by Jerry Shugart
I. Defining the Greek Word Diatheke
In order to understand the Body of Christ's relationship to the New Covenant promises to Israel it is necessary to understand the meaning of the Greek word diatheke which is translated "covenant" in the following verse:
"For finding fault with them, he saith, Behold, the days come, saith the Lord, when I will make a new covenant (diatheke) with the house of Israel and with the house of Judah" (Heb.8:8; KJV).
Now let us look at this verse where the word diatheke is used as a promise which God made to Abraham:
"That we should be saved from our enemies, and from the hand of all that hate us; To perform the mercy promised to our fathers, and to remember his holy covenant (diatheke); The oath which he sware to our father Abraham" (Lk.1:71-73).
Geerhardus Vos wrote "in the Gospel i. 72 the 'diatheke' is equivalent to the promise given to the fathers; the parallelism in which it stands with the 'oath' of God proves this: 'to remember his holy 'diatheke,' the oath which He swore unto Abraham, our father'" [emphasis added] (Geerhardus Vos, "Hebrews, the Epistle of the Diatheke," The Princeton Theological Review, Vol. 13, No.4, 1915, 613 ).
Therefore, we can understand that the Greek word diatheke can mean a "promise."
A Closer Examination of the Meaning of Diatheke
In the first century no one would have understood the word diatheke to mean "covenant."
Adolf Deissmann wrote that "There is ample material to back me in the statement that no one in the Mediterranean world in the first century A.D. would have thought of finding in the word 'diatheke' the idea of covenant. St. Paul would not, and in fact did not. To St. Paul the word meant what it meant in the Greek Old Testament, 'unilateral enactment,' in particular a 'will or testament' " (Adolf Deissmann, Light From the Ancient East, translated by Lionel R.M. Strachan [London: Hodder and Stoughton, 1927], 337-338).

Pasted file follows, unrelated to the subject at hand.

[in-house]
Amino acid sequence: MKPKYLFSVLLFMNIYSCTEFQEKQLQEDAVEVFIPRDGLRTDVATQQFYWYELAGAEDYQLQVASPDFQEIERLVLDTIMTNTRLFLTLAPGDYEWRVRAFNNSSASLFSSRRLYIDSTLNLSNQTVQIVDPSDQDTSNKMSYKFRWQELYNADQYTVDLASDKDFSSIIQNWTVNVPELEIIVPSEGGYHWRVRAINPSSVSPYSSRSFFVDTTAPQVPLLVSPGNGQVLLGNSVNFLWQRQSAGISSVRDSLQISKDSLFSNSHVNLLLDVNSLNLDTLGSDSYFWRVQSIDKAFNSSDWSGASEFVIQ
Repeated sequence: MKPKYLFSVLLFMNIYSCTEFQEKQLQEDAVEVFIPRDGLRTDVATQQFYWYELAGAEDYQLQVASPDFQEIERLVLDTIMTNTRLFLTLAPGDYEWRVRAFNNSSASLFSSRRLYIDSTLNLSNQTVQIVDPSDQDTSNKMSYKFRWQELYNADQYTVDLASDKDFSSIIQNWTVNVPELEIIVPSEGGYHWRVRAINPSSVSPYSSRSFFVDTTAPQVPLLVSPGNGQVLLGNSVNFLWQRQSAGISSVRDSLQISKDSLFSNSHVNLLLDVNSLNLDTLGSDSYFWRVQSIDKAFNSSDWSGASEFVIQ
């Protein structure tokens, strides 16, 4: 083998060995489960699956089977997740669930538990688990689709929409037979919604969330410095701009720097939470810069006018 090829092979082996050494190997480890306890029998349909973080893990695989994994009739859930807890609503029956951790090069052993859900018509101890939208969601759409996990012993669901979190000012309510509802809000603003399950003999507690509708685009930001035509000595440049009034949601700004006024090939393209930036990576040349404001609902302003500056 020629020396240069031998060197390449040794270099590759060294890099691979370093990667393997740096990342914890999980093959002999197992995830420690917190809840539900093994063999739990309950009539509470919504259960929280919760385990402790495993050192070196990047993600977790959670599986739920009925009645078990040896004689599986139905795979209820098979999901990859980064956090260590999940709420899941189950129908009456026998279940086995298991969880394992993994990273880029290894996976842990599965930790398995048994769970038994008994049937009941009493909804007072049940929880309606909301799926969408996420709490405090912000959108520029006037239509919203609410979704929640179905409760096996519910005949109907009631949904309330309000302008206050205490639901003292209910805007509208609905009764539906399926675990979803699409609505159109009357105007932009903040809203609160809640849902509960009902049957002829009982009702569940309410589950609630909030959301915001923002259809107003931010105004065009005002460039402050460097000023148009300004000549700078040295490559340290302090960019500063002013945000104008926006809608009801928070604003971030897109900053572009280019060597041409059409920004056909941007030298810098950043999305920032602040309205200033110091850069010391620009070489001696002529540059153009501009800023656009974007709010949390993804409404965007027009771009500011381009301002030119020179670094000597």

Next, let us look at the following translation of Jeremiah 31:31 to see that the the Hebrew word translated "covenant" at Jeremiah 31:31 is berith:
"Behold, the days come, saith the LORD, that I will make a new covenant (berith) with the house of Israel, and with the house of Judah" (Jer.31:31).
Louis Berkhof wrote that "In the Septuagint the word 'berith' is rendered 'diatheke' in every passage where it occurs with the exception of Deut. 9:15 ('marturion') and I Kings 11:11 ('entole'). The word 'diatheke' is confined to this usage, except in four passages. This use of the word seems rather peculiar in view of the fact that it is not the usual Greek word for covenant, but really denotes a disposition, and consequently also a testament. The ordinary word for covenant is 'suntheke'" [emphasis added] (Louis Berkhof, Systematic Theology [Grand Rapids, 1949], 262-263).
According to Berkhof the Greek word diatheke denotes a "disposition" as well as a "testament." In the The Vocabulary of the Greek Testament we read that the word diatheke "is properly 'dispositio,' an 'arrangement' made by one party with plenary power, which the other party may accept or reject, but cannot alter" (J.H. Molton and G. Milligan, The Vocabulary of the Greek Testament [Grand Rapids: Eerdmans, 1930], 148).